Well, Pnet has gone and done it again. The recent chatter about decked canoes caused me to pull the trigger on a trade for a kevlight Bell Rob Roy over the weekend. It just kind of happened.<br />
We are headed to the Adirondacks, and I want to outfit the RR for air bags for day trips and, alternatively, to hold in gear, fore and aft, for overnights. I have one of the Ostrom packs that is like two duffle bags that clip together to make one big pack, which will work great to divide up the gear and distribute the weight. Evidently, Ostrom does not make them anymore, but the Ostrum website is much improved.
Anyhoo, here is what I am thinking for the execution of the outfitting:
For the deck, Drill holes and install stainless steel bolt/lock washer/cap nut. I would like to use a small D-ring like washer on either side, but don't have any and no time to order them. So, I will probably just make a webbing loop: fold over a 4” strip of webbing, glue, dry, and drill. The inside d-ring (or webbing loop) will be for the air bags/gear keeper strap. The outside will be to hold bungie cords, to hold maps, compass on the bow, and probably to hold a spare paddle on the stern.
Besides tape and a wood block backing, any tips on drilling kevlight? I’ve drilled flexcore with gel coat, and royalex, but it’s been a while. Any drill bit type that is best? How best to start the pilot hole? An awl maybe to mark it, and start with a very small bit.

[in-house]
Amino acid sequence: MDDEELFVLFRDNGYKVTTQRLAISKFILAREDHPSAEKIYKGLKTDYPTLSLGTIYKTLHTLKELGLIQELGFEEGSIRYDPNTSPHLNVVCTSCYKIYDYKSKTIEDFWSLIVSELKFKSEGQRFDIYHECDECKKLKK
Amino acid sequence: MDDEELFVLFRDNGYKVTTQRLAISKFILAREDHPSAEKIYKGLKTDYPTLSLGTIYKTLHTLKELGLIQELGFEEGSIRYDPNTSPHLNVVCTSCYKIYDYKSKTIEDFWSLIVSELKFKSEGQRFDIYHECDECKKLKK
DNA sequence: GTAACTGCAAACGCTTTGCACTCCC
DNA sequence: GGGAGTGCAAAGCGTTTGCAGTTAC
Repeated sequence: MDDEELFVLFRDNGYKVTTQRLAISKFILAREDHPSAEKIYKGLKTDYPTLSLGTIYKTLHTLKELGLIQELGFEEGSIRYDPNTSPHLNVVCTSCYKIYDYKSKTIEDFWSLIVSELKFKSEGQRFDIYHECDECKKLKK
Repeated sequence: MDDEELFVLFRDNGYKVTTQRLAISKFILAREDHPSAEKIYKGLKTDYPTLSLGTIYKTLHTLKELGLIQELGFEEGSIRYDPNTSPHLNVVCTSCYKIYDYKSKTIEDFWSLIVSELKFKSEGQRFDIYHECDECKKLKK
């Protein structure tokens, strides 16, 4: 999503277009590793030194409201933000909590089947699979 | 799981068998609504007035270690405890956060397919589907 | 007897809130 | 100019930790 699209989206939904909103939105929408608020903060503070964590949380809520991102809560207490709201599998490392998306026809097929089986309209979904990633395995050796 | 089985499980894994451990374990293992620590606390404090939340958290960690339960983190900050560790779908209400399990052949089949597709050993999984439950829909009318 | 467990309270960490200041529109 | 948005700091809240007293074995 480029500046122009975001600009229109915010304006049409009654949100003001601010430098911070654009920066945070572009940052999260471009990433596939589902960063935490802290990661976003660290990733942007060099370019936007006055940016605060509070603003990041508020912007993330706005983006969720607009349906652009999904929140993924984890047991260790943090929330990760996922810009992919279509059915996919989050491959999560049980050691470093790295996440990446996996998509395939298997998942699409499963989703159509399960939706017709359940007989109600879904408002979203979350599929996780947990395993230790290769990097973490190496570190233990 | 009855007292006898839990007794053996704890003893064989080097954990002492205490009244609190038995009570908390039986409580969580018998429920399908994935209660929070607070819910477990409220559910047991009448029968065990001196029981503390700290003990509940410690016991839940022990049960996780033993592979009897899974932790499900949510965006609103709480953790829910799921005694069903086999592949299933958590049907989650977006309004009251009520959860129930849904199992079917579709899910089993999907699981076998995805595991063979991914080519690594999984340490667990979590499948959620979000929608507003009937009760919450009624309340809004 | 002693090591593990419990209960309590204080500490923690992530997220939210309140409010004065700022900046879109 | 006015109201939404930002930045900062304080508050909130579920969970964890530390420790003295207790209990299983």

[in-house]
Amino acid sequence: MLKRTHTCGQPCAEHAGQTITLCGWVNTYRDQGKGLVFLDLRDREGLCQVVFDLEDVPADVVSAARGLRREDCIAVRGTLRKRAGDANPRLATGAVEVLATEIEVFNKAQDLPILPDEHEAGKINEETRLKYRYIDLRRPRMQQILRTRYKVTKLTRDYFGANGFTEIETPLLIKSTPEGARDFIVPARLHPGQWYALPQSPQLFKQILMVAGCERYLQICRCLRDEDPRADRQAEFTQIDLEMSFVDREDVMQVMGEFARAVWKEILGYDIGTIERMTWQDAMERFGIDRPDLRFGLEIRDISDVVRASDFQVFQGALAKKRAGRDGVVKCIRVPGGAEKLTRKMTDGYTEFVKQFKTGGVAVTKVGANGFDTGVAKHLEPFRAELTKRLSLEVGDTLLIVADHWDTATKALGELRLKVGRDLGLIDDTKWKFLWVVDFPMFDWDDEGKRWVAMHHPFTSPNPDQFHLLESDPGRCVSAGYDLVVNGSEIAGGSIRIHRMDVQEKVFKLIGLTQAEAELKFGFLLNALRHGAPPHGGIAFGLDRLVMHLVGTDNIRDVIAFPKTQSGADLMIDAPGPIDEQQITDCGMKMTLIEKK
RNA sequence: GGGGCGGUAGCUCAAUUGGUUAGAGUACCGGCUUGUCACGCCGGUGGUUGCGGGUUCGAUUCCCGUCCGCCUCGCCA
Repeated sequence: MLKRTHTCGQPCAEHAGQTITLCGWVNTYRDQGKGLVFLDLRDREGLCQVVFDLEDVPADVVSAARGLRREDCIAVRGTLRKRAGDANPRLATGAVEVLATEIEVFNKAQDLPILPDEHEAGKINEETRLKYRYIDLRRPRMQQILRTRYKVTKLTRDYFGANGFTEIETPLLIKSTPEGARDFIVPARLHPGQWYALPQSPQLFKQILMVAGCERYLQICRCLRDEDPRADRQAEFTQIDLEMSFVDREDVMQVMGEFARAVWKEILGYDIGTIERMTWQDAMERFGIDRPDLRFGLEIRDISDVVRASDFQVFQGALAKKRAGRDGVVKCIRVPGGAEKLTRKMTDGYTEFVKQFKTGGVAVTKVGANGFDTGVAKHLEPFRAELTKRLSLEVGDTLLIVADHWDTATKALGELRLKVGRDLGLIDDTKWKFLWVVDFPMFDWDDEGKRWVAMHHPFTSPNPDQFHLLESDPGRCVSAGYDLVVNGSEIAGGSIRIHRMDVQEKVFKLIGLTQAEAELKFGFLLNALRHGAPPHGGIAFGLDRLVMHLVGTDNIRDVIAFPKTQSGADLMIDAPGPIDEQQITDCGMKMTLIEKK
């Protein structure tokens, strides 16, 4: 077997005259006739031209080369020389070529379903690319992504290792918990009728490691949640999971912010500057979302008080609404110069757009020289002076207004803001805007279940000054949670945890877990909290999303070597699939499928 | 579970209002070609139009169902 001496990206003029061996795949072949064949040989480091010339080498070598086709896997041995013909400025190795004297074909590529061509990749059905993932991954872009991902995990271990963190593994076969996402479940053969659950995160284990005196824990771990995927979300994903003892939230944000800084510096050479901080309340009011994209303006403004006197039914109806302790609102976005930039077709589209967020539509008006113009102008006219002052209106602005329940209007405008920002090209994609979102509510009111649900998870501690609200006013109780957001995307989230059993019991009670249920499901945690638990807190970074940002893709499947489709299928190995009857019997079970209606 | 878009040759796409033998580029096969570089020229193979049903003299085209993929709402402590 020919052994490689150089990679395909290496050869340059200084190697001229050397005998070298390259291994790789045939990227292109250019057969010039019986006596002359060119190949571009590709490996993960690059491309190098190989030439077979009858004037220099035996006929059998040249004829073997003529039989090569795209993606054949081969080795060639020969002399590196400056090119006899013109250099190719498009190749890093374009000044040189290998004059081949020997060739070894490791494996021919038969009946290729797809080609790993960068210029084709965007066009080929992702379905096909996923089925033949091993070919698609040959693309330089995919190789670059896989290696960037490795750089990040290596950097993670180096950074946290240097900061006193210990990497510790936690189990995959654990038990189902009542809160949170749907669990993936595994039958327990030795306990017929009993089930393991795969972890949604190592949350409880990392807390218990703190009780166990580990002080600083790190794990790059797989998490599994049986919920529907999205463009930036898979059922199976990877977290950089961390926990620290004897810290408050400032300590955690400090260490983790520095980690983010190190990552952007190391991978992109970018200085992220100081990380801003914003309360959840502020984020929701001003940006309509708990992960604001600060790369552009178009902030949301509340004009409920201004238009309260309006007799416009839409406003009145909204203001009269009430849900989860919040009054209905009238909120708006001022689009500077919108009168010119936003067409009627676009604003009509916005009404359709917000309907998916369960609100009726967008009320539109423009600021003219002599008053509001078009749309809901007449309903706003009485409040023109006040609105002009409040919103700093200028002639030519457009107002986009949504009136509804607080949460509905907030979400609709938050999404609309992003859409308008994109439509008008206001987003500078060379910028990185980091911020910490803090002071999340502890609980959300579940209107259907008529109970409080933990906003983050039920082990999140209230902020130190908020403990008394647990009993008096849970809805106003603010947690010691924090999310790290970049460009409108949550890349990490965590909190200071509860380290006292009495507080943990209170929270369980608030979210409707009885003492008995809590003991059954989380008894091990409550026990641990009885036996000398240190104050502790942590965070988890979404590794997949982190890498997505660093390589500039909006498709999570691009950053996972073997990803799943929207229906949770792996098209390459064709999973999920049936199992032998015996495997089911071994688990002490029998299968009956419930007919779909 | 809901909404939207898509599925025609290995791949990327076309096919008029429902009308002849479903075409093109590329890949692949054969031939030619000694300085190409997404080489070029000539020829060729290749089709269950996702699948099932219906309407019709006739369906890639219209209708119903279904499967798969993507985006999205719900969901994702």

For the hull, for the ends inside, I am thinking a vinyl pad/disk with sewn-in D-ring. First, reach in as far as I can, outline with pencil the pad footprint, and sand it. Sand the bottom of the pad (not the stitching), thin coat it with g-flex or epoxy, reached way back, slap it down, maybe weigh it down with a water bag. I could probably skip this part but I like the idea of holding the end of the air bag in this way with a pulley action, if you can visualize what I mean.
Closer to the cockpit, install a webbing loop, but instead of the bolt, g-flex it onto the hull like an inchworm. I have seen it recommended that one should “fray” the ends of the webbing when doing this. How far should it be frayed, and how? All I have managed to do with a sharp knife is fray it about ½”. Will that really make much of a difference? Should I slap a two squares of fiberglass over the ends of the webbing? I did that on another boat, with West system resin, and several squares of glass, and it was way overkill and looks sloppy. This time I will use saran wrap and a lighter touch, and perhaps it will be better. I am inexperienced with resin/fiberglass work. Does the fiberglass/resin need to be painted to resist UV degradation?
I am functionally handy, and I need to get this done. My boats are not for show, and I am not shy about attacking them for practicality, resale devalue be darned. Any suggestions or tips would be appreciated. Thanks, Dave